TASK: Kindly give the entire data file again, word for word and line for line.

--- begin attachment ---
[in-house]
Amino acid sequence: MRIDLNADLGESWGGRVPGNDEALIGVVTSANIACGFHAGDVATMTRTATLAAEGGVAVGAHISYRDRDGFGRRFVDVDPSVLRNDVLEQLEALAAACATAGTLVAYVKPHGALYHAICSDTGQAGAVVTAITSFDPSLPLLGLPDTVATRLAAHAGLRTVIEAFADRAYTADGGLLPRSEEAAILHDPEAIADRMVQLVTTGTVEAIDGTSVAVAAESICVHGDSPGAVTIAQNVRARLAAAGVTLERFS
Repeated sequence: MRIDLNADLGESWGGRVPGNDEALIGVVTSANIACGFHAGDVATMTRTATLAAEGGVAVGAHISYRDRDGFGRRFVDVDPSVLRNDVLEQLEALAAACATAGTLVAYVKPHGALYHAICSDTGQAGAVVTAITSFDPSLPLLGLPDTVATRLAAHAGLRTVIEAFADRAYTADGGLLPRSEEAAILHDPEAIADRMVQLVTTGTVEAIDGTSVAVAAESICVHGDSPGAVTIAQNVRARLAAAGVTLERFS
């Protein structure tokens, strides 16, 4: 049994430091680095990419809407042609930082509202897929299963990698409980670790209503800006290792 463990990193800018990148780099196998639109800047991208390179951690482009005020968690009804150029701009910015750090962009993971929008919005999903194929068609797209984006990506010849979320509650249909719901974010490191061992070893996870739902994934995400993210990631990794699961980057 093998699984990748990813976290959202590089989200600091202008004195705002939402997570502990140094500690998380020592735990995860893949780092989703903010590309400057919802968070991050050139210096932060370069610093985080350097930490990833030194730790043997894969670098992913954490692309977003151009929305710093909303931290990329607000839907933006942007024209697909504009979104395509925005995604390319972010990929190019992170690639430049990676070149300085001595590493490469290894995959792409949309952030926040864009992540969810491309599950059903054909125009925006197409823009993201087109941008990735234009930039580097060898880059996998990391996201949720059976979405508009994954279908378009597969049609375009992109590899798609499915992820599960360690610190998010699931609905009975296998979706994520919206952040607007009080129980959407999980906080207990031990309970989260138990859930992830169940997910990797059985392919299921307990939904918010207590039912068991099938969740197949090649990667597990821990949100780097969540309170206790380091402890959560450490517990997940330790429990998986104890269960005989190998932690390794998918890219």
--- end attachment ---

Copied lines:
[in-house]
Amino acid sequence: MRIDLNADLGESWGGRVPGNDEALIGVVTSANIACGFHAGDVATMTRTATLAAEGGVAVGAHISYRDRDGFGRRFVDVDPSVLRNDVLEQLEALAAACATAGTLVAYVKPHGALYHAICSDTGQAGAVVTAITSFDPSLPLLGLPDTVATRLAAHAGLRTVIEAFADRAYTADGGLLPRSEEAAILHDPEAIADRMVQLVTTGTVEAIDGTSVAVAAESICVHGDSPGAVTIAQNVRARLAAAGVTLERFS
Repeated sequence: MRIDLNADLGESWGGRVPGNDEALIGVVTSANIACGFHAGDVATMTRTATLAAEGGVAVGAHISYRDRDGFGRRFVDVDPSVLRNDVLEQLEALAAACATAGTLVAYVKPHGALYHAICSDTGQAGAVVTAITSFDPSLPLLGLPDTVATRLAAHAGLRTVIEAFADRAYTADGGLLPRSEEAAILHDPEAIADRMVQLVTTGTVEAIDGTSVAVAAESICVHGDSPGAVTIAQNVRARLAAAGVTLERFS
């Protein structure tokens, strides 16, 4: 049994430091680095990419809407042609930082509202897929299963990698409980670790209503800006290792 463990990193800018990148780099196998639109800047991208390179951690482009005020968690009804150029701009910015750090962009993971929008919005999903194929068609797209984006990506010849979320509650249909719901974010490191061992070893996870739902994934995400993210990631990794699961980057 093998699984990748990813976290959202590089989200600091202008004195705002939402997570502990140094500690998380020592735990995860893949780092989703903010590309400057919802968070991050050139210096932060370069610093985080350097930490990833030194730790043997894969670098992913954490692309977003151009929305710093909303931290990329607000839907933006942007024209697909504009979104395509925005995604390319972010990929190019992170690639430049990676070149300085001595590493490469290894995959792409949309952030926040864009992540969810491309599950059903054909125009925006197409823009993201087109941008990735234009930039580097060898880059996998990391996201949720059976979405508009994954279908378009597969049609375009992109590899798609499915992820599960360690610190998010699931609905009975296998979706994520919206952040607007009080129980959407999980906080207990031990309970989260138990859930992830169940997910990797059985392919299921307990939904918010207590039912068991099938969740197949090649990667597990821990949100780097969540309170206790380091402890959560450490517990997940330790429990998986104890269960005989190998932690390794998918890219």